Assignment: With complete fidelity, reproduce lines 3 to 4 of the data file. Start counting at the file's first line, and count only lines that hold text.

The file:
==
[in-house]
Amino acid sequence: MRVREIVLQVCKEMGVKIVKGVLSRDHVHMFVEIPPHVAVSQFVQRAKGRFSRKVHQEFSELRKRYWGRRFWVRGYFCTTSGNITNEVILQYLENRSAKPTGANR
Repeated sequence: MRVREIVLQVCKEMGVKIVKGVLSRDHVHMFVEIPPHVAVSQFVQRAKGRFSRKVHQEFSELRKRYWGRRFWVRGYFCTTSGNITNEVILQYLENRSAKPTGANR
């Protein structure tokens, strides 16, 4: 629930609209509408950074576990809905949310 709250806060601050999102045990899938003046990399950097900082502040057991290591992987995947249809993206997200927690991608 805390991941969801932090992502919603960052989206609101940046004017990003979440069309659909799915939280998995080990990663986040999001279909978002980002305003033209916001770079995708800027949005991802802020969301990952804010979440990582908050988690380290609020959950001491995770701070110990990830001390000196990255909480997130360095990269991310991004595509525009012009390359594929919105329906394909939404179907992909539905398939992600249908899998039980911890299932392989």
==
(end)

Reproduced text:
Repeated sequence: MRVREIVLQVCKEMGVKIVKGVLSRDHVHMFVEIPPHVAVSQFVQRAKGRFSRKVHQEFSELRKRYWGRRFWVRGYFCTTSGNITNEVILQYLENRSAKPTGANR
């Protein structure tokens, strides 16, 4: 629930609209509408950074576990809905949310 709250806060601050999102045990899938003046990399950097900082502040057991290591992987995947249809993206997200927690991608 805390991941969801932090992502919603960052989206609101940046004017990003979440069309659909799915939280998995080990990663986040999001279909978002980002305003033209916001770079995708800027949005991802802020969301990952804010979440990582908050988690380290609020959950001491995770701070110990990830001390000196990255909480997130360095990269991310991004595509525009012009390359594929919105329906394909939404179907992909539905398939992600249908899998039980911890299932392989």